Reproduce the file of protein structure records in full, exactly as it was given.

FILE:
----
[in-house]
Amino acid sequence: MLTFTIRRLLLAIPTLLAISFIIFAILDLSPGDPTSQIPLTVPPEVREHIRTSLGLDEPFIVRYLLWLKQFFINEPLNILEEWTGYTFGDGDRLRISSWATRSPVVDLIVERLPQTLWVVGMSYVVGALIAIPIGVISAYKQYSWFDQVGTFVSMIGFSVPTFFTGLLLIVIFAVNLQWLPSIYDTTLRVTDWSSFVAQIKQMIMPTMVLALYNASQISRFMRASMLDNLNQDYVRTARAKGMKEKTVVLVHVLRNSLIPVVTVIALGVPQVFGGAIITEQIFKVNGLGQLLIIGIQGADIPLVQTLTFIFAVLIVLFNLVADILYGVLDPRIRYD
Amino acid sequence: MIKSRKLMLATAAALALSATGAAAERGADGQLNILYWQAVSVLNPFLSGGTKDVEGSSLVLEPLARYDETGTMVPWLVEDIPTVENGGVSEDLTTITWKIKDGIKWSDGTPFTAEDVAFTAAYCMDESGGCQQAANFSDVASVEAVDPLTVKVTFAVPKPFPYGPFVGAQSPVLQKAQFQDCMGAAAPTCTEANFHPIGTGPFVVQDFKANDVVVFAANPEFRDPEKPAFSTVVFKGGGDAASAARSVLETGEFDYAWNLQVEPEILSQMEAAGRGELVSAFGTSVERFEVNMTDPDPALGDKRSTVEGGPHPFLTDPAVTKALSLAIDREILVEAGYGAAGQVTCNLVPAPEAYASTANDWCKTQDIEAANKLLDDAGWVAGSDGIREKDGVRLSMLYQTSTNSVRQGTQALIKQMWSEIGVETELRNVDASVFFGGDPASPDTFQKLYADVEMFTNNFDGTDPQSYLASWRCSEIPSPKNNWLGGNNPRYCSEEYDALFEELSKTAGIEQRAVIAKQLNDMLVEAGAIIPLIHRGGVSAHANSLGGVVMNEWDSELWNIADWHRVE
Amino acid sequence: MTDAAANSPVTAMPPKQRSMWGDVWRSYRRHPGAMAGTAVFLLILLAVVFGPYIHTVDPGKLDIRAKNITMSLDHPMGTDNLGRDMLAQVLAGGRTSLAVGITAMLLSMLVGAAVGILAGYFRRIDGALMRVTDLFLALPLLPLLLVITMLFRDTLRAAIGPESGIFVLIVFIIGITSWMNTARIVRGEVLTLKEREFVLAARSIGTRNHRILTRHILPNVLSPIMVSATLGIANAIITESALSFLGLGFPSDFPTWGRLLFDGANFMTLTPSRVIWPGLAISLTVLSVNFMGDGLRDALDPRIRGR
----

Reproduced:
[in-house]
Amino acid sequence: MLTFTIRRLLLAIPTLLAISFIIFAILDLSPGDPTSQIPLTVPPEVREHIRTSLGLDEPFIVRYLLWLKQFFINEPLNILEEWTGYTFGDGDRLRISSWATRSPVVDLIVERLPQTLWVVGMSYVVGALIAIPIGVISAYKQYSWFDQVGTFVSMIGFSVPTFFTGLLLIVIFAVNLQWLPSIYDTTLRVTDWSSFVAQIKQMIMPTMVLALYNASQISRFMRASMLDNLNQDYVRTARAKGMKEKTVVLVHVLRNSLIPVVTVIALGVPQVFGGAIITEQIFKVNGLGQLLIIGIQGADIPLVQTLTFIFAVLIVLFNLVADILYGVLDPRIRYD
Amino acid sequence: MIKSRKLMLATAAALALSATGAAAERGADGQLNILYWQAVSVLNPFLSGGTKDVEGSSLVLEPLARYDETGTMVPWLVEDIPTVENGGVSEDLTTITWKIKDGIKWSDGTPFTAEDVAFTAAYCMDESGGCQQAANFSDVASVEAVDPLTVKVTFAVPKPFPYGPFVGAQSPVLQKAQFQDCMGAAAPTCTEANFHPIGTGPFVVQDFKANDVVVFAANPEFRDPEKPAFSTVVFKGGGDAASAARSVLETGEFDYAWNLQVEPEILSQMEAAGRGELVSAFGTSVERFEVNMTDPDPALGDKRSTVEGGPHPFLTDPAVTKALSLAIDREILVEAGYGAAGQVTCNLVPAPEAYASTANDWCKTQDIEAANKLLDDAGWVAGSDGIREKDGVRLSMLYQTSTNSVRQGTQALIKQMWSEIGVETELRNVDASVFFGGDPASPDTFQKLYADVEMFTNNFDGTDPQSYLASWRCSEIPSPKNNWLGGNNPRYCSEEYDALFEELSKTAGIEQRAVIAKQLNDMLVEAGAIIPLIHRGGVSAHANSLGGVVMNEWDSELWNIADWHRVE
Amino acid sequence: MTDAAANSPVTAMPPKQRSMWGDVWRSYRRHPGAMAGTAVFLLILLAVVFGPYIHTVDPGKLDIRAKNITMSLDHPMGTDNLGRDMLAQVLAGGRTSLAVGITAMLLSMLVGAAVGILAGYFRRIDGALMRVTDLFLALPLLPLLLVITMLFRDTLRAAIGPESGIFVLIVFIIGITSWMNTARIVRGEVLTLKEREFVLAARSIGTRNHRILTRHILPNVLSPIMVSATLGIANAIITESALSFLGLGFPSDFPTWGRLLFDGANFMTLTPSRVIWPGLAISLTVLSVNFMGDGLRDALDPRIRGR